Documentation for PISM, a parallel Ice Sheet Model

NEWS: Juneau Ice Field in Cambridge Core news

The Parallel Ice Sheet Model pism0.7 is open source and capable of high resolution. It is widely adopted as a tool for doing science. Features include:

PISM Application of the Month

October 2016

Depth of water on the Antarctic continental shelf is one key factor determining the maximum possible contribution of ice shelf processes (calving and sub-shelf melting/freezing) to ice-sheet mass balance. This paper uses PISM to investigate how shelf-depth changes through geologic time might have affected Antarctic Ice Sheet (AIS) dynamics. Over-deepened, shallow, and intermediate versions of BEDMAP2 bathymetry were combined with unmodified land elevations. For climate forcing similiar to the last glacial cycle, a polar AIS surrounded by shallow and intermediate bathymetries experiences rapid grounding-line advance early during the transition from interglacial to glacial conditions. The corresponding increase in mass is primarily a result of lower calving fluxes from smaller-area ice shelves. In contrast, the currently over-deepened bathymetry in the same forcing generates the expected gradual advance of grounding lines.

2016/10/13 14:24 · Ed Bueler

Latest News

PISM stable/dev and PETSc 3.7

PETSc 3.7 was released on April 25, 2016. We are currently working on making PISM compatible with PETSc 3.7 and will announce it here as soon as possible.

In the meantime, please install petsc 3.6.4 from here. PISM version 0.7 (stable0.7 branch) works with any PETSc 3.5.X and higher.

2016/04/27 08:54 · Andy Aschwanden

Greenland outlet glacier flow modeled the right way

Today's publication of Aschwanden et al. (2016) in Nature Communications is certainly a milestone in PISM development. However, it is also a milestone in ice sheet modeling generally. Here's why.

The paper is based on PISM simulations with grid resolution down to 600 m over the entire Greenland ice sheet. To start, each of an initial ensemble of 14 lower-resolution (1500 m) experiments has a single ice-sheet-wide value for all parameters. The best of these, in an ice-sheet-wide measure, is re-run at the 600 m resolution and various coarser resolutions. The quality of this flow model for 29 outlet glaciers is assessed; each outlet glacier sees the same physics. The main result is that the majority of the outlet glaciers show strong correlation between modeled and present-day-observed velocity, when it is compared along cross-flow and near-ocean profiles.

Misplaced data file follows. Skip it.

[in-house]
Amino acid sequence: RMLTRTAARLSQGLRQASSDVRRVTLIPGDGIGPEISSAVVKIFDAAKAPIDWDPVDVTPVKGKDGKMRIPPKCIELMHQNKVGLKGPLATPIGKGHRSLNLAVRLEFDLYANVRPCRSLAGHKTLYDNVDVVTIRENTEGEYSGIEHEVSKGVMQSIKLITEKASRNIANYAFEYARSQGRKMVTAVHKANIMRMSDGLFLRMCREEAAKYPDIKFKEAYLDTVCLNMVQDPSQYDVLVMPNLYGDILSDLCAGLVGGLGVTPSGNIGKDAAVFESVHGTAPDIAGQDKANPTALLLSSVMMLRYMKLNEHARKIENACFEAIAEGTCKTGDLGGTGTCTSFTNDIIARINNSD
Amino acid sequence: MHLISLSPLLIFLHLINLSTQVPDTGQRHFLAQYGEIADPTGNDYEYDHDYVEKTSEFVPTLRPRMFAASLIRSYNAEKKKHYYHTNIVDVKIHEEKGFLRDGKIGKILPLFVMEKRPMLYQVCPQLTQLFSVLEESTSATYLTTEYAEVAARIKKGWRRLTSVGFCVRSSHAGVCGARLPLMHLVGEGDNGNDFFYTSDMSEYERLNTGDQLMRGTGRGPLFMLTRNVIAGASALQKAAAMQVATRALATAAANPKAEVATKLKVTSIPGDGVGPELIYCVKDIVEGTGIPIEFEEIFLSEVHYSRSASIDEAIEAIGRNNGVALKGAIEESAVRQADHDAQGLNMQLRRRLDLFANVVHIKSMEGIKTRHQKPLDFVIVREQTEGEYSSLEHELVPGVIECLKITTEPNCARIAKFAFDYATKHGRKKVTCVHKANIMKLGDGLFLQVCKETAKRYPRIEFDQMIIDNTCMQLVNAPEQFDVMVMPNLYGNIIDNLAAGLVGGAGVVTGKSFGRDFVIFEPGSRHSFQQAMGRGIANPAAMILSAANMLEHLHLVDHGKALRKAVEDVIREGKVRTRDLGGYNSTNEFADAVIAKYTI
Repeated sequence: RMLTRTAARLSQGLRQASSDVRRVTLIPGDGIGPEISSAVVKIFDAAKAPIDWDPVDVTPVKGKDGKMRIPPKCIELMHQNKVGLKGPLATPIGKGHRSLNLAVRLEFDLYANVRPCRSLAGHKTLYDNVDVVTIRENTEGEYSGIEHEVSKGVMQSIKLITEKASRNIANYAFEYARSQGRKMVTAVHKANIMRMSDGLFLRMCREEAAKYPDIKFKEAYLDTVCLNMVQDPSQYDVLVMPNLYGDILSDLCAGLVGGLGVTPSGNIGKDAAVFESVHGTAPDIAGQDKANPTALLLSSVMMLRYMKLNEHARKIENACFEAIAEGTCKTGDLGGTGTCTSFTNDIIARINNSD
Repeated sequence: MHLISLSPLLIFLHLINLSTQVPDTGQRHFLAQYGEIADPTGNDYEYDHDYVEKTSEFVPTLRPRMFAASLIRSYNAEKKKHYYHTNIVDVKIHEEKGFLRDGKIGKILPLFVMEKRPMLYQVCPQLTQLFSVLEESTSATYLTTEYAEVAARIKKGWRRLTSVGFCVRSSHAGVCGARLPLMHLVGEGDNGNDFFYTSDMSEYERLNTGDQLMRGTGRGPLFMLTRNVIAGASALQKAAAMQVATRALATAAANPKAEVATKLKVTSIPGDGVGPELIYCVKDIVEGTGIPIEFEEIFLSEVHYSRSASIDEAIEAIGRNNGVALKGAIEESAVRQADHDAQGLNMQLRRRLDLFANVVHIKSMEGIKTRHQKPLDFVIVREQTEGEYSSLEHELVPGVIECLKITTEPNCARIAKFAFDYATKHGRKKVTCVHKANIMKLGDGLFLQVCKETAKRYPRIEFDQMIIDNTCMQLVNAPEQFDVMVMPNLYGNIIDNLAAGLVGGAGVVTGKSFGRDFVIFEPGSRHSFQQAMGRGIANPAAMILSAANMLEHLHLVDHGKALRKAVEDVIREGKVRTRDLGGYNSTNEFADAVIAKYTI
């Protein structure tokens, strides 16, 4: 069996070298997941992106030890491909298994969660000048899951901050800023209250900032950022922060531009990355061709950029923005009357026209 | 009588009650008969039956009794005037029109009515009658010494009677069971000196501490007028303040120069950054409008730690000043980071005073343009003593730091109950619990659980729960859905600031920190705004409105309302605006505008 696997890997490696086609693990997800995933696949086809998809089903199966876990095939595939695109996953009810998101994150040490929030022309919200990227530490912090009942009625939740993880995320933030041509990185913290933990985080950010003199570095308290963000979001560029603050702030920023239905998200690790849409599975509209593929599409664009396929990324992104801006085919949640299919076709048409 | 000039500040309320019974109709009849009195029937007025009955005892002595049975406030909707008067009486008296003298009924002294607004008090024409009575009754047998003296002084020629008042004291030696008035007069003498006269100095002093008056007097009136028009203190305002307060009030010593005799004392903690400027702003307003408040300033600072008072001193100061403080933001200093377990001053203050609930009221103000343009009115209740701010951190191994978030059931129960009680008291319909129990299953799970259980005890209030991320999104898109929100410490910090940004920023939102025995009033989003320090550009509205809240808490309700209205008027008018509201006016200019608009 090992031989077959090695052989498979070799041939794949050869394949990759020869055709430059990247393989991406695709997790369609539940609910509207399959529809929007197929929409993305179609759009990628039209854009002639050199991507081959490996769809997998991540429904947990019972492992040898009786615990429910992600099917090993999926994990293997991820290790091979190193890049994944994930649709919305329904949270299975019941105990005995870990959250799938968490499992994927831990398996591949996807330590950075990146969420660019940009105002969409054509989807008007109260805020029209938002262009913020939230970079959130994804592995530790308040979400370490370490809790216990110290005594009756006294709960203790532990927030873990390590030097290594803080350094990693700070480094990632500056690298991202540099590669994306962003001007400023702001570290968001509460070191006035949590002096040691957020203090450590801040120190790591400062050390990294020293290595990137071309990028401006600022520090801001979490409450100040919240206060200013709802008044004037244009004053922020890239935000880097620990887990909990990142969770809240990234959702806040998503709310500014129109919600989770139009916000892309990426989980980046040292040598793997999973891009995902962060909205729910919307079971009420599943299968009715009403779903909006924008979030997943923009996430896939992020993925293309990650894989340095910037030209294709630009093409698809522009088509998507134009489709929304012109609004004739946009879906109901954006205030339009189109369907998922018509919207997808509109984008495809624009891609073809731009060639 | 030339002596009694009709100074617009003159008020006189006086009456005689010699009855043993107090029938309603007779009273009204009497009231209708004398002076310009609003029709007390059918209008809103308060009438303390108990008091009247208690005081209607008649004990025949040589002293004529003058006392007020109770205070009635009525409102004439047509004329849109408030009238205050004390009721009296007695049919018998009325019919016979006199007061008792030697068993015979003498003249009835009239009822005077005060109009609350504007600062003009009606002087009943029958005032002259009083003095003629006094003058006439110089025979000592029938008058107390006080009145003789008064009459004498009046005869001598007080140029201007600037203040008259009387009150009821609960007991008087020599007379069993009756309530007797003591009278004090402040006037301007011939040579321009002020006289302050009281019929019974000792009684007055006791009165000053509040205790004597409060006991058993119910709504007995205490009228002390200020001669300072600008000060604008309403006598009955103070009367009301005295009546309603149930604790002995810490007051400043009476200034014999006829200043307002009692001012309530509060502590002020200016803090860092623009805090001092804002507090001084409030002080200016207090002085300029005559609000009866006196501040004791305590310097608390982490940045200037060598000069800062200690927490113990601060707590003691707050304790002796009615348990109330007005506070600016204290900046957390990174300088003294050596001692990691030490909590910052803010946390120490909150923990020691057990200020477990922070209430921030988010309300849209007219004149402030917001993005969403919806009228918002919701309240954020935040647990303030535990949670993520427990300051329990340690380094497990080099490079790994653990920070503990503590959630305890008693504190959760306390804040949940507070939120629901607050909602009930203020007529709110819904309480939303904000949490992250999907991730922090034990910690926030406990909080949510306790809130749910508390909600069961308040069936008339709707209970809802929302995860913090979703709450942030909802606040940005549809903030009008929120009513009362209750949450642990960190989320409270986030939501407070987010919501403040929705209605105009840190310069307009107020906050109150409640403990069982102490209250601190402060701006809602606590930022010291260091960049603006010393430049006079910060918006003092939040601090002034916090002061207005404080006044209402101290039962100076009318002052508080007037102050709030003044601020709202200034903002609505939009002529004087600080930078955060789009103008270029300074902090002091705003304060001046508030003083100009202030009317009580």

Before this paper one might suppose, based on the most prominent literature on the subject, that a detailed, measurably-accurate, outlet-glacier-resolving model of the present-day velocity of an entire ice sheet was dependent both on removing shallow assumptions from the stress balance and on tuning a very large number of basal parameters. Both of these “required” properties would be very bad news for the prospect of using ice sheet simulations to do science! On the one hand, Stokes models are computationally-expensive, while on the other hand only present-day, and not past or future, data are available to set all these basal parameters through inversion.

Such a pessimistic view turns out to be substantially false. Aschwanden et al. (2016) show that four things do matter: (i) an accurate map of bedrock topography, (ii) a stress regime in which viscous membrane stresses are part of the balance with basal sliding resistance, (iii) an energy-conservation-driven basal stress model derived (conceptually) from a model of a wet, pressurized, deformable basal layer, and (iv) high model resolution over all areas of the ice sheet where sliding is possible and/or steep/rough basal topography exists.

NASA IceBridge missions, and the mass-conserving-bed technology of Morlighem et al (2014), are shown by this paper to represent major progress on item (i). Items (ii) and (iii) are properties of the PISM continuum model, and item (iv) of its implementation as parallel-scalable software. Certainly all of these “things that matter” are improvable. More-complete stress balances and the use of inversion of present-day velocities will both be essential to improvements. The main idea remains, however: if the modeled flowing ice has the right bottom geometry, and if the dynamical model has certain key features, then the resulting dynamics are already inside the ballpark!

This research has been featured in Alaska's largest newspaper, the Alaska Dispatch News.

2016/02/01 11:49 · Ed Bueler

PISM team

PISM is jointly developed at the University of Alaska, Fairbanks (UAF) and the Potsdam Institute for Climate Impact Research (PIK). For more about the team see the UAF Developers and PIK Developers pages.

UAF developers, who are in the Glaciers Group at the GI, are supported by NASA's Modeling, Analysis, and Prediction and Cryospheric Sciences Programs (grants NAG5-11371, NNX09AJ38C, NNX13AM16G, NNX16AQ40G) and by NSF grants PLR-1603799 and PLR-1644277.

home.txt · Last modified: 2017/01/11 14:02 by Andy Aschwanden
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